Literary echoes in 280 characters
The desire to achieve literary immortality has often driven authors to turn their lives into a living hell. Writing, undoubtedly, is hard work; writing good books even more so. One can, therefore, understand why Victor Hugo would lock himself up in a small room with only pen and paper in order to write his best novels or, for that matter, Yasunari Kawabata spending 12 years searching for the perfect conclusion for his masterpiece, Snow Country.
But these were the good old days of literary penance; modernity seems to have blessed writers with a shorter route to literary immortality. Social media users, and presumably lovers of literature, have decided to dig up the graves of dead authors, in a manner of speaking, to bestow upon them a digital afterlife. Kurt Vonnegut, born in November 1922, was resurrected in a Twitter account in May some years ago and now boasts more than 215,000 followers; this handle tweets his quotes at least once a day, which, in turn, are retweeted by his ‘followers’. Vonnegut is in good company: Mark Twain, Franz Kafka, Jane Austen, Leo Tolstoy have also been resurrected digitally.
Retweeting a line written by an author can be an effective way of expressing and disseminating appreciation. However, in this age of clickbait, hashtags and an ever-decreasing attention span, it is quite likely that retweets of profound quotations far exceed the cumulative number of readers of classics. The cynicism is not unwarranted. The proof lies in the numerous misattributed quotations that inundate social media. Tragically, the words of these authors, crafted with care for a particular context, can be made to mean something entirely different as result of unimaginative cherry-picking. For instance, Rudyard Kipling’s lines, “East is East, and West is West, and never the twain shall meet”, are quoted quite frequently, but what is ignored is the counterpoint in the lines that follow — “But there is neither East nor West, Border, nor Breed, nor Birth,/ When two strong men stand face to face, though they come from the ends of the earth!”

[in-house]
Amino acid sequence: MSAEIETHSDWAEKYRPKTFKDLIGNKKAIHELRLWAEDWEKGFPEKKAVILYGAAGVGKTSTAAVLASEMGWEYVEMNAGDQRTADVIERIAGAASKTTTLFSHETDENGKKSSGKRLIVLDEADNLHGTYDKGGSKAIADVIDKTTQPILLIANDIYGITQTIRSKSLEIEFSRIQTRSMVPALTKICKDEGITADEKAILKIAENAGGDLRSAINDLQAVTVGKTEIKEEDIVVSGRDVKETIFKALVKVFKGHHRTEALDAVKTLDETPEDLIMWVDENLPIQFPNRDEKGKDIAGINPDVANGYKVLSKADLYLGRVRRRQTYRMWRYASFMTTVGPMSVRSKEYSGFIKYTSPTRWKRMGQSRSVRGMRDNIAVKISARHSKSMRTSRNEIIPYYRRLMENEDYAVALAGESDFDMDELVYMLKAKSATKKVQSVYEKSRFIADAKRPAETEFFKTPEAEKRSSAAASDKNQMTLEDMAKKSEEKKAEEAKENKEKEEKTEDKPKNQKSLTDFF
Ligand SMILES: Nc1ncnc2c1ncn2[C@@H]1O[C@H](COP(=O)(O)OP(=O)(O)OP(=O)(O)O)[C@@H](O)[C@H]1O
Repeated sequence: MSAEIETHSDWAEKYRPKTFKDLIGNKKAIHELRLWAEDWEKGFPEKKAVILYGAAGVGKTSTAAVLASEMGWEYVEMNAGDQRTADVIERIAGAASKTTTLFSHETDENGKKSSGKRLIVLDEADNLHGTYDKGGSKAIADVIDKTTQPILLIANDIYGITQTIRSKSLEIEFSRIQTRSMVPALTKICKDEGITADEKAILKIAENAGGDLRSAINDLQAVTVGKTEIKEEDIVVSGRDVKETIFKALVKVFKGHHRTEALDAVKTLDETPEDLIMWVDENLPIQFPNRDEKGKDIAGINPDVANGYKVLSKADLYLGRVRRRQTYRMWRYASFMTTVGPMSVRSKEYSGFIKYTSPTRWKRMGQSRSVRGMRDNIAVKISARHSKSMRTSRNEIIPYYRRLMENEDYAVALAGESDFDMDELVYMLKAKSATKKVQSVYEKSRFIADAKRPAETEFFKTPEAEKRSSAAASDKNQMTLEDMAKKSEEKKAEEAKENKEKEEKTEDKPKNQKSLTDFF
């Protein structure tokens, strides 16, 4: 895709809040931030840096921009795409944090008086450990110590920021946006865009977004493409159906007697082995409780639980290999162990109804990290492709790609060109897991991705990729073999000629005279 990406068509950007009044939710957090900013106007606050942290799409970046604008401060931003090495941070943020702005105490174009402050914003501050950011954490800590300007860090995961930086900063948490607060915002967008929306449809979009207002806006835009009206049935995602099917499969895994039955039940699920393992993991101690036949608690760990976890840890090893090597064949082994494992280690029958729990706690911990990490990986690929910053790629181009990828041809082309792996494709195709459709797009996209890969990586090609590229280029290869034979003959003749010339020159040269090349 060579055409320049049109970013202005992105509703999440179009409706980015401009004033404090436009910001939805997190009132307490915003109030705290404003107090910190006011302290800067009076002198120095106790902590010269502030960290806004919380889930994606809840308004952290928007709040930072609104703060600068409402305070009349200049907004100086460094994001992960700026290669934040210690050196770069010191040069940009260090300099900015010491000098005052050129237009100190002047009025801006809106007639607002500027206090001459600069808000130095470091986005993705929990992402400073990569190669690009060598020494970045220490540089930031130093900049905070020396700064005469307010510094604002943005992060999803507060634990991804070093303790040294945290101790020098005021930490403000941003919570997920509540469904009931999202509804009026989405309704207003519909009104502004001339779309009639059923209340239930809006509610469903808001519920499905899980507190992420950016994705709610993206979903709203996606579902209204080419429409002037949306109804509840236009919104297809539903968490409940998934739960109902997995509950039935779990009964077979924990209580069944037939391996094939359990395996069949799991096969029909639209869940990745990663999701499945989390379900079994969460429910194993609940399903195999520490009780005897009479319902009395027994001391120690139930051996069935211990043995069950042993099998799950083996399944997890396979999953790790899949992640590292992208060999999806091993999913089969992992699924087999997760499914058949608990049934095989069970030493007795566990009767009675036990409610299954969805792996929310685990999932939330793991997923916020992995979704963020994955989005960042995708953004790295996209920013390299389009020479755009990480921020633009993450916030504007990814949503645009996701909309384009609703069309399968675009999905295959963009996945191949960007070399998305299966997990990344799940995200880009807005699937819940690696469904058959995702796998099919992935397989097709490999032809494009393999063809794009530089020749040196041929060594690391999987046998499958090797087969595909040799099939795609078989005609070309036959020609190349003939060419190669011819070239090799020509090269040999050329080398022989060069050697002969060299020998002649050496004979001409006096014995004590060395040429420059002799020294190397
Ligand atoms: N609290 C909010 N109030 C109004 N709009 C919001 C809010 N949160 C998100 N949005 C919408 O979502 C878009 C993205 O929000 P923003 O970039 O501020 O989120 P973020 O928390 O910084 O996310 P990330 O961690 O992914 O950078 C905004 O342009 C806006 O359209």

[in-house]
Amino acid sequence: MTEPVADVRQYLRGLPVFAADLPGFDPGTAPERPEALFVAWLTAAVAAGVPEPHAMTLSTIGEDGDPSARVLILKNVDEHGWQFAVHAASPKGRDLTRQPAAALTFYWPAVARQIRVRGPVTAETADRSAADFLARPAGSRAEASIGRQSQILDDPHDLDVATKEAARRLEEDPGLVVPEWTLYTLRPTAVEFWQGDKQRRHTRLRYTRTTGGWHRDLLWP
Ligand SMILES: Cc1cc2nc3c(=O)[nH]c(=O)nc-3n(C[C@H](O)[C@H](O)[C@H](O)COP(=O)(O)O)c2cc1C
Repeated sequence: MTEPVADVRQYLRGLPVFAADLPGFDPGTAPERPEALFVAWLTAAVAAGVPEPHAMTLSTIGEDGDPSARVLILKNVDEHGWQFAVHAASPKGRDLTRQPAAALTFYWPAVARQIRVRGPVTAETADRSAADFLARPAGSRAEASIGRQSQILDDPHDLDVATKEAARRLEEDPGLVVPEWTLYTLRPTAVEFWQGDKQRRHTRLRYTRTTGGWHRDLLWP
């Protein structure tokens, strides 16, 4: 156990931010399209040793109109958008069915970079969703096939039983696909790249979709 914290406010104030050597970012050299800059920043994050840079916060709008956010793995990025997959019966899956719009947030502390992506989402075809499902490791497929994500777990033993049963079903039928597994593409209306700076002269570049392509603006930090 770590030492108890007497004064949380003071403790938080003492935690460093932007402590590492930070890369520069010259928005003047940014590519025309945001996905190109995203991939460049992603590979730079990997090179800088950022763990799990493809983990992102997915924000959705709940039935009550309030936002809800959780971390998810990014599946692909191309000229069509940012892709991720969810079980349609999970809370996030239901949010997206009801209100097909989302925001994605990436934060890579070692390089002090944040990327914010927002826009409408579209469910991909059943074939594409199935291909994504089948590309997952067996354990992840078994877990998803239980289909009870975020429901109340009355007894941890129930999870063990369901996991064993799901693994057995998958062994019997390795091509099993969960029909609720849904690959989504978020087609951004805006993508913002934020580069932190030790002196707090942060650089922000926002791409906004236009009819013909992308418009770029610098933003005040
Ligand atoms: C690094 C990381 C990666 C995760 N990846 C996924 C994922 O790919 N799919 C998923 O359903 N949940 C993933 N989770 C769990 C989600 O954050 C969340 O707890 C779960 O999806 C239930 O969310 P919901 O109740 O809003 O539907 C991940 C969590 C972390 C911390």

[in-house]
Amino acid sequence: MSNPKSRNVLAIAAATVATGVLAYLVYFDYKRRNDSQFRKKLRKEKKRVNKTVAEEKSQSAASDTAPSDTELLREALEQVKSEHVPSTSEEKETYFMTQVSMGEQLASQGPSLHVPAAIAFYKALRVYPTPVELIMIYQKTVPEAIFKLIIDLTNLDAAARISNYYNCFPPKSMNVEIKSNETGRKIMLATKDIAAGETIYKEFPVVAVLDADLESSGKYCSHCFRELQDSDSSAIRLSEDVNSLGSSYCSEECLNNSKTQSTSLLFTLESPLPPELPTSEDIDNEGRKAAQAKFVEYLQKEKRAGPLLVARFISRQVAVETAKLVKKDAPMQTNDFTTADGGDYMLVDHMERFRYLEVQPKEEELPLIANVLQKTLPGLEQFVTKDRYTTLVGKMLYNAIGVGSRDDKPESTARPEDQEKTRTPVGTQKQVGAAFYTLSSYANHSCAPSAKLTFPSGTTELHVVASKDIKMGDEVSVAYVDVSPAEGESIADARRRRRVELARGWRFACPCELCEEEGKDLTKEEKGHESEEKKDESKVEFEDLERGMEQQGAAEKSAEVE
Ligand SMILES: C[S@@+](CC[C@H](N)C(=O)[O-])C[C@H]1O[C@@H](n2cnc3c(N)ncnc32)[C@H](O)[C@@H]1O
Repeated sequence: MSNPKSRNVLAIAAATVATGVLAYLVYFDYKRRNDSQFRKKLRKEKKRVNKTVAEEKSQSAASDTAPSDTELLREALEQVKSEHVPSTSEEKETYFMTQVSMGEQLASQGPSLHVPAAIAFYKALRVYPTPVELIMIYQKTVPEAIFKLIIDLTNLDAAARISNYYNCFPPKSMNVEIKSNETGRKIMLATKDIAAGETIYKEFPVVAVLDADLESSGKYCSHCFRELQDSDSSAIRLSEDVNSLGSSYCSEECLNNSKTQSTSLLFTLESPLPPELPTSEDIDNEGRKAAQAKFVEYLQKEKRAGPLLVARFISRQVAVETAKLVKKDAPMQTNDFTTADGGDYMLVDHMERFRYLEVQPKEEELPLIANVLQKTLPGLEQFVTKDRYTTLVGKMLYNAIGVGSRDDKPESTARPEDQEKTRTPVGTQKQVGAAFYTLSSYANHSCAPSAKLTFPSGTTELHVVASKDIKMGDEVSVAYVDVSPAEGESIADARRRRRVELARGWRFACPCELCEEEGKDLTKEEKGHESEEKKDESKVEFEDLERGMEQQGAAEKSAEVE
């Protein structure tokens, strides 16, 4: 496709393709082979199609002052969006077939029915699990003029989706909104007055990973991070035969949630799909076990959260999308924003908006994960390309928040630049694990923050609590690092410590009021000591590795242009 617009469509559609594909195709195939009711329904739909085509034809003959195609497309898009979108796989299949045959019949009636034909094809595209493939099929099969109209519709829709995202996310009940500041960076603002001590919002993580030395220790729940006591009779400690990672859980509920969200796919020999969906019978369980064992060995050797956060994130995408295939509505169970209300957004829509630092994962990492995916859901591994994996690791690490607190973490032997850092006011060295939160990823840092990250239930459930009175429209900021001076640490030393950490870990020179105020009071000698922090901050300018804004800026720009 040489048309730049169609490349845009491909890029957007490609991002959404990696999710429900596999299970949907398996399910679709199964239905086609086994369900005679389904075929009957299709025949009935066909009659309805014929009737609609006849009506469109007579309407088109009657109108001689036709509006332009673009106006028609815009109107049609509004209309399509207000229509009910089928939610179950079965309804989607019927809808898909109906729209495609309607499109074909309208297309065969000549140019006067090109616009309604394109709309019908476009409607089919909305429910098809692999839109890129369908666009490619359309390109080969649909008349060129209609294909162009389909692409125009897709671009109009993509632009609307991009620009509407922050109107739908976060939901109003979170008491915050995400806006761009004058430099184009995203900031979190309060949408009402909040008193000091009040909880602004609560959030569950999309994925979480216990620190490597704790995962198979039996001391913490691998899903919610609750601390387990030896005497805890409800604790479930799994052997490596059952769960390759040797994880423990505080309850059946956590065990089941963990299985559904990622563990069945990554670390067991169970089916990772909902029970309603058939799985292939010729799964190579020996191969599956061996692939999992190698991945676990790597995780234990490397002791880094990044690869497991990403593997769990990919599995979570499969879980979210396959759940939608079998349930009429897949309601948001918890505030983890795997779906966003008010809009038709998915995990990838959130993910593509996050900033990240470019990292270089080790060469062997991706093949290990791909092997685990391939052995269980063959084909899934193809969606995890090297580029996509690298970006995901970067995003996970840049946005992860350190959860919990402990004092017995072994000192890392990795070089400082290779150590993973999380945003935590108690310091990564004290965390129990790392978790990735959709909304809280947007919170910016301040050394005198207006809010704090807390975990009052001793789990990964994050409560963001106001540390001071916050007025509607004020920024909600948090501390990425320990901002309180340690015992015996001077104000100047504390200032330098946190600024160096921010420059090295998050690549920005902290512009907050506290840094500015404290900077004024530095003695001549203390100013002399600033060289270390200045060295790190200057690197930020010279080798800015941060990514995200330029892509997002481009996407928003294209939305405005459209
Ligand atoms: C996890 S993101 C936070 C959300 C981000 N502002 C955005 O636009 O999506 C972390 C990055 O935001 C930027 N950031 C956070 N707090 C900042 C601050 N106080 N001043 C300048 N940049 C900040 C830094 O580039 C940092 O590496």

Good literature is still being created and read, but for a significant number of millennials, literature is being reduced to aphorisms, to be accommodated within 280 characters. Birthday boy Vonnegut and his illustrious colleagues must be turning in their graves.